Rho Ophiuchi cloud complex 4.5° by 6.5°
Hyades 5°30 Note: brightest star cluster in the night sky, 0.5 apparent magnitude (V)
Small Magellanic Cloud 5°20 by 3°5
Andromeda Galaxy 3°10 by 1° About six times the size of the Sun or the Moon. Only the much smaller core is visible without long-exposure photography.
Veil Nebula
Heart Nebula 2.5° by 2.5°
Westerhout 5 2.3° by 1.25°
Sh2-54 2.3°
Carina Nebula 2° by 2° Note: brightest nebula in the night sky, 1.0 apparent magnitude (V)
North America Nebula 2° by 100
Earth in the Moon's sky 2° - 1°48[10] Appearing about three to four times larger than the Moon in Earth's sky
Orion Nebula 1°5 by 1°
Width of little finger with arm streched out 17.5 meter at 1 km distance
Moon 346″ – 2920″ 32.5–28 times the maximum value for Venus (orange bar below) / 2046–1760″ the Moon has a diameter of 3,474 km
Sun 3232″ – 3127″ 31–30 times the maximum value for Venus (orange bar below) / 1952–1887″ the Sun has a diameter of 1,391,400 km
Angular size of the distance between Earth and the Moon as viewed from Mars, at inferior conjunction about 25
Helix Nebula about 16 by 28
Spire in Eagle Nebula 440″ length is 280″
Venus 16″ – 09.7″

International Space Station (ISS) 13″ [11] the ISS has a width of about 108 m
Minimum resolvable diameter by the human eye 1 [12] 0.3 meter at 1 km distance[13]
About 100 km on the surface of the Moon 1 Comparable to the size of features like large lunar craters, such as the Copernicus crater, a prominent bright spot in the eastern part of Oceanus Procellarum on the waning side, or the Tycho crater within a bright area in the south, of the lunar near side.
Jupiter 50.1″ – 29.8″

Minimum resolvable gap between two lines by the human eye 40″ a gap of 0.026 mm as viewed from 15 cm away[12][13]
Mars 25.1″ – 3.5″

Saturn 20.1″ – 14.5″

Mercury 13.0″ – 4.5″

Uranus 4.1″ – 3.3″

Neptune 2.4″ – 2.2″

Ganymede 1.8″ – 1.2″

Ganymede has a diameter of 5,268 km
An astronaut (~1.7 m) at a distance of 350 km, the average altitude of the ISS 1″
Minimum resolvable diameter by Galileo Galilei's largest 38mm refracting telescopes ~1″ [14] Note: 30x[15] magnification, comparable to very strong contemporary terrestrial binoculars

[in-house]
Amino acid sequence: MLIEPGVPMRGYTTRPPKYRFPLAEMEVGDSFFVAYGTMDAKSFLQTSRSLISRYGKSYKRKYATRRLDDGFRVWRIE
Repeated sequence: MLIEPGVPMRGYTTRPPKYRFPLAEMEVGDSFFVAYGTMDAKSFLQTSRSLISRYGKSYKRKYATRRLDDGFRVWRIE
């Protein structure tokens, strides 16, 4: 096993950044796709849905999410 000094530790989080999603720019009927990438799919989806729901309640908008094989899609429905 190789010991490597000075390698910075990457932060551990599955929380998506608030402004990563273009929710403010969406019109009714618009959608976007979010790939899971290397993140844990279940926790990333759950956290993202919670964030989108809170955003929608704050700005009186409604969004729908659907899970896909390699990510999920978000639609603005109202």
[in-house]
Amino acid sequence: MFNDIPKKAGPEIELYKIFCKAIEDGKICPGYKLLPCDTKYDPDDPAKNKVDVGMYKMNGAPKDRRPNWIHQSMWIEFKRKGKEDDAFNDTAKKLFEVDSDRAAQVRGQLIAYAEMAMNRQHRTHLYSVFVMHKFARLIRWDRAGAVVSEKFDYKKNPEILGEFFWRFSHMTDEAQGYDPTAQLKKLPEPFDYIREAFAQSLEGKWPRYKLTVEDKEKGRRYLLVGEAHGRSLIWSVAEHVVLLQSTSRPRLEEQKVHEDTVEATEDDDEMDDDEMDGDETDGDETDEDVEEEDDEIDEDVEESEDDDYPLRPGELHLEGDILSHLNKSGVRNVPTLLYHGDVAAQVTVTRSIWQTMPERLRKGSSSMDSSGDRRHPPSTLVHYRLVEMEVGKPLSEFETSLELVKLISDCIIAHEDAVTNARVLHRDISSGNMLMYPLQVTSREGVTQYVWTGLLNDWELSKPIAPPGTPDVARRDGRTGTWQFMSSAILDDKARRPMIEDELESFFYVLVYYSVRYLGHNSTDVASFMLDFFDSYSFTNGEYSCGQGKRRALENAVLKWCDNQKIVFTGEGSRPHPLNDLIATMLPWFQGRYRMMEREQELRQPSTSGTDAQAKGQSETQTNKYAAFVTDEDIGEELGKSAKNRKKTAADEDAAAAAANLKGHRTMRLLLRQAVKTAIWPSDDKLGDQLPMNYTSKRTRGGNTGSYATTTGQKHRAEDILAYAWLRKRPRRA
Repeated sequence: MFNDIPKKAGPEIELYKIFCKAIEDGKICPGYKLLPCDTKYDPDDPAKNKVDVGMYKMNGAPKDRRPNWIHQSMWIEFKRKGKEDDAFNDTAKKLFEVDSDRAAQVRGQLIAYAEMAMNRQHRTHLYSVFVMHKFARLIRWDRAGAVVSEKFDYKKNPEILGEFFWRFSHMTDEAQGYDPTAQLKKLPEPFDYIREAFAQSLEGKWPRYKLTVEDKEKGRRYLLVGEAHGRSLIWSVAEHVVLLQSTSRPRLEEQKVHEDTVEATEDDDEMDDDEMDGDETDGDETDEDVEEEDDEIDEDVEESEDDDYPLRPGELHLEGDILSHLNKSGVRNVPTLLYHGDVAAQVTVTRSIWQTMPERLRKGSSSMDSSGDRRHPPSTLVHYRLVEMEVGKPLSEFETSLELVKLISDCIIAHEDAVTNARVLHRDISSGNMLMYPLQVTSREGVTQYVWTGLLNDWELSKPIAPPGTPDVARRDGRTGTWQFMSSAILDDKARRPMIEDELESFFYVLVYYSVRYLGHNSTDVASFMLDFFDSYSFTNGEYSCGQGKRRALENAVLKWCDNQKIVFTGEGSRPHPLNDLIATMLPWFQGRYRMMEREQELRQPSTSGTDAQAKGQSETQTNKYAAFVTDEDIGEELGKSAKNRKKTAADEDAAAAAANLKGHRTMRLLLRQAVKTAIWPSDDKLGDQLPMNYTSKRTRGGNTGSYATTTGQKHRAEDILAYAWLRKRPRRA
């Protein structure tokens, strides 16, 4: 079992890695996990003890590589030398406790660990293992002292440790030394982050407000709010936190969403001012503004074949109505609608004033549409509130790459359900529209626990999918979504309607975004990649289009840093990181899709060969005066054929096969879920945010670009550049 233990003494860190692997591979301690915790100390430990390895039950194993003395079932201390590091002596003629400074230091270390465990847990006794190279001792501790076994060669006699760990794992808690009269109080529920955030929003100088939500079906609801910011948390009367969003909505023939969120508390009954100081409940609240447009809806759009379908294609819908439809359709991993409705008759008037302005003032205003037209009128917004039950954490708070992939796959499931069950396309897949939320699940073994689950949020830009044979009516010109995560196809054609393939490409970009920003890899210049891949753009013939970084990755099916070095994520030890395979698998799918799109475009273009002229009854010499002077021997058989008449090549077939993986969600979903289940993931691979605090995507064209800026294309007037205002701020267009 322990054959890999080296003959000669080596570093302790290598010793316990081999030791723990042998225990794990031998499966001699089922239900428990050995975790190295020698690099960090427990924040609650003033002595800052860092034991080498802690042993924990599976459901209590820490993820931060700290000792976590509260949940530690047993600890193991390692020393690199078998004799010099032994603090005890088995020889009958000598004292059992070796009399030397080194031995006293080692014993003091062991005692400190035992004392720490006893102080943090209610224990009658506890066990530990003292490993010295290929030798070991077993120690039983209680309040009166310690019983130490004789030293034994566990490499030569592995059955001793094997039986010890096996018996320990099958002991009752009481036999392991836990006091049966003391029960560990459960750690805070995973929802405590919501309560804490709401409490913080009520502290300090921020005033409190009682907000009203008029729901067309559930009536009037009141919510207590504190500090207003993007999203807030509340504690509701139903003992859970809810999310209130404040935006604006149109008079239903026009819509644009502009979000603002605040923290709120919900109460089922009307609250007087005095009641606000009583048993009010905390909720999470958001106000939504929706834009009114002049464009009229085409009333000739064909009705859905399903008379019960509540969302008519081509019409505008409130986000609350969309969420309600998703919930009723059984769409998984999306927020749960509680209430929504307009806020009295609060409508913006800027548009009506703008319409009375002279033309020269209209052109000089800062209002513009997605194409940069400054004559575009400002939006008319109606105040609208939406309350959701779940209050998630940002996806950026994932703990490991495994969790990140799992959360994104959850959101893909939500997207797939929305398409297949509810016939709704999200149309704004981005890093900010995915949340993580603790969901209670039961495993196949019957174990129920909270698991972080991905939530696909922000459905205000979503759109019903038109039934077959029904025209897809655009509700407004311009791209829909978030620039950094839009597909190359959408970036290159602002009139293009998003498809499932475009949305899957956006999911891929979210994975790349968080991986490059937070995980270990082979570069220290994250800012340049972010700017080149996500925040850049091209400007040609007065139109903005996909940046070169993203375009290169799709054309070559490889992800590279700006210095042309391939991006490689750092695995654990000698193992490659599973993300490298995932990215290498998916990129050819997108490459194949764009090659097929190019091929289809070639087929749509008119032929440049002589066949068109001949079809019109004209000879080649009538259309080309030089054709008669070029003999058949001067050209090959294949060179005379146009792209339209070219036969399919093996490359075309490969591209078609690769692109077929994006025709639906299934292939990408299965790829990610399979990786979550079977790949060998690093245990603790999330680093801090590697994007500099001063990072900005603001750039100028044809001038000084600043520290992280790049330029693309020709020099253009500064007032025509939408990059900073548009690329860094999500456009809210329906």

Ceres 0.84″ – 0.33″

Vesta 0.64″ – 0.20″

Pluto 0.11″ – 0.06″

Eris 0.089″ – 0.034″

Note: R Doradus is thought to be the extrasolar star with the largest apparent size as viewed from Earth
Betelgeuse 0.060″ – 0.049″

Alphard 0.00909″
Rho Cassiopeiae 0.0072″
Alpha Centauri A 0.007″
Canopus 0.006″
Sirius 0.005936″
Altair 0.003″
Deneb 0.002″
Proxima Centauri 0.001″
Alnitak 0.0005″
Proxima Centauri b 0.00008″
Event horizon of black hole M87* at center of the M87 galaxy, imaged by the Event Horizon Telescope in 2019. 0.000025″

(2.5×10−5)

Comparable to a tennis ball on the Moon
A star like Alnitak at a distance where the Hubble Space Telescope would just be able to see it[16] 6×10−10 arcsec

The angular diameter of the Sun, as seen from Earth, is about 250,000 times that of Sirius. (Sirius has twice the diameter and its distance is 500,000 times as much; the Sun is 1010 times as bright, corresponding to an angular diameter ratio of 105, so Sirius is roughly 6 times as bright per unit solid angle.)

The angular diameter of the Sun is also about 250,000 times that of Alpha Centauri A (it has about the same diameter and the distance is 250,000 times as much; the Sun is 4×1010 times as bright, corresponding to an angular diameter ratio of 200,000, so Alpha Centauri A is a little brighter per unit solid angle).

The angular diameter of the Sun is about the same as that of the Moon. (The Sun's diameter is 400 times as large and its distance also; the Sun is 200,000 to 500,000 times as bright as the full Moon (figures vary), corresponding to an angular diameter ratio of 450 to 700, so a celestial body with a diameter of 2.5–4″ and the same brightness per unit solid angle would have the same brightness as the full Moon.)

Even though Pluto is physically larger than Ceres, when viewed from Earth (e.g., through the Hubble Space Telescope) Ceres has a much larger apparent size.

Angular sizes measured in degrees are useful for larger patches of sky. (For example, the three stars of the Belt cover about 4.5° of angular size.) However, much finer units are needed to measure the angular sizes of galaxies, nebulae, or other objects of the night sky.